But for the most part he thought only of the Master. Perhaps sometime during their fellowship Yeshua would look directly into his eyes; His love would permeate the very fiber of Benyamin’s being. After a thorough soul search, Yeshua would know how much Benyamin loved him back.


By the third day, household expectation had escalated to a crescendo; the hour was come at last. As a sign of welcome, all four doors, one to each side of his house, stood open. Again and again the son of Ibrahim sought the street. Ah, at last he saw a blur of figures and a distant murmur of male banter reached his ears. With all the dignity he could muster he walked into the road to greet and escort his guests the rest of the way.

But something was very wrong. Benyamin’s quick eye flicked over each of the men’s faces. Not one of them belonged to Yeshua.

A disciple who called himself Thomas stepped forward, “The Master has been detained.” He did not know how long: perhaps later tonight or after a few days Yeshua might show up. The long face looked doubtful, “But maybe not. My Master has asked that you accept His apologies.”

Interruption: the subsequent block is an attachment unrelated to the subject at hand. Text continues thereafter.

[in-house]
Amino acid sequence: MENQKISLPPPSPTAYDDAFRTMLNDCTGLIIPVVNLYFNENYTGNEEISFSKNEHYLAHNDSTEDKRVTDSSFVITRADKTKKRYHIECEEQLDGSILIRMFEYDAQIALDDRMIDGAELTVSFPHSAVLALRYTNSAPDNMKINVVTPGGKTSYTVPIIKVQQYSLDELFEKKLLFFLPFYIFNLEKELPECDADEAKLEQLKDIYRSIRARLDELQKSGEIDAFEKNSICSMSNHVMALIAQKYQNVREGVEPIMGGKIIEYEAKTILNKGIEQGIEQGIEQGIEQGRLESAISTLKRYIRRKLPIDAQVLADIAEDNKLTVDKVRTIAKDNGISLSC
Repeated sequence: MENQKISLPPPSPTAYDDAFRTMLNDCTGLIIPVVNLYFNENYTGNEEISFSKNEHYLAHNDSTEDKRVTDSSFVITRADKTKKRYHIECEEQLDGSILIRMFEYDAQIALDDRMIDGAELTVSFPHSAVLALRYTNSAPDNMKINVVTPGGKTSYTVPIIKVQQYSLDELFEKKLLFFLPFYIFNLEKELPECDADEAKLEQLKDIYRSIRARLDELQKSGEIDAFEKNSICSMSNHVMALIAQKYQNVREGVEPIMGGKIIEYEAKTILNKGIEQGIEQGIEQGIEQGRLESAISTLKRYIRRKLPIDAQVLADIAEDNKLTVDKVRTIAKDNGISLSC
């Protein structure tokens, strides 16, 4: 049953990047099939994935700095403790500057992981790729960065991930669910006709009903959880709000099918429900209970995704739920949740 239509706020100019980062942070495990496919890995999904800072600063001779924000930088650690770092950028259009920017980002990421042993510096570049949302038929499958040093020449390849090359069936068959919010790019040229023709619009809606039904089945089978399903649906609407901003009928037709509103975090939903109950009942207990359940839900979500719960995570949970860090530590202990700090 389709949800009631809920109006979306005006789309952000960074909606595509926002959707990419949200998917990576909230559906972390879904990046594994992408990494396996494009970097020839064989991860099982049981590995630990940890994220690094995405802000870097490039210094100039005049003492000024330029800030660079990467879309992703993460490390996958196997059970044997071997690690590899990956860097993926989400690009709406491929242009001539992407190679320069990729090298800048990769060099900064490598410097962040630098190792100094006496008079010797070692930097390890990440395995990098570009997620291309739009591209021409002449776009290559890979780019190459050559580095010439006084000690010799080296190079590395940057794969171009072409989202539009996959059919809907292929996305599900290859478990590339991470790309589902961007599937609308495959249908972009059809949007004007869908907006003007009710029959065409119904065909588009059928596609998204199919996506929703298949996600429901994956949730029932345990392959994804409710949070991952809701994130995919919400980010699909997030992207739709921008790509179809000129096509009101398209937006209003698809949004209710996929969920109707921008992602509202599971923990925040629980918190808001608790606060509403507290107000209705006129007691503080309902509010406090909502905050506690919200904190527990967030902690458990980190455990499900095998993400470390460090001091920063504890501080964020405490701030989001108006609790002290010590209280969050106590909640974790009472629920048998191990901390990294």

“Come, come, Shalom.” Benyamin tried hard to hide his disappointment. “My poor house is indeed blessed though unworthy of such as yourselves. Nevertheless I pray you honor it with your presence. Here you will find water to refresh in and oil for anointing. You must rest yourselves. The meal I have prepared is little when compared to your esteemed company.”

But deep inside, his heart felt like a dried up potsherd.


A pale moon shone down upon the house of Benyamin ben Ibrahim. The sumptuous feast had been consumed; good wine enjoyed, with compliments; the final blessing pronounced. Benyamin had succeeded in performing the duties of an honorable host. His guests, now ascended to roof-top sleeping quarters, rested peacefully. But the good host’s thoughts were far from serene. Yeshua’s absence had imparted to him, as nothing else could have, a piercing truth: apart from the Master, even the best fellowship feels hollow and lacking in substance.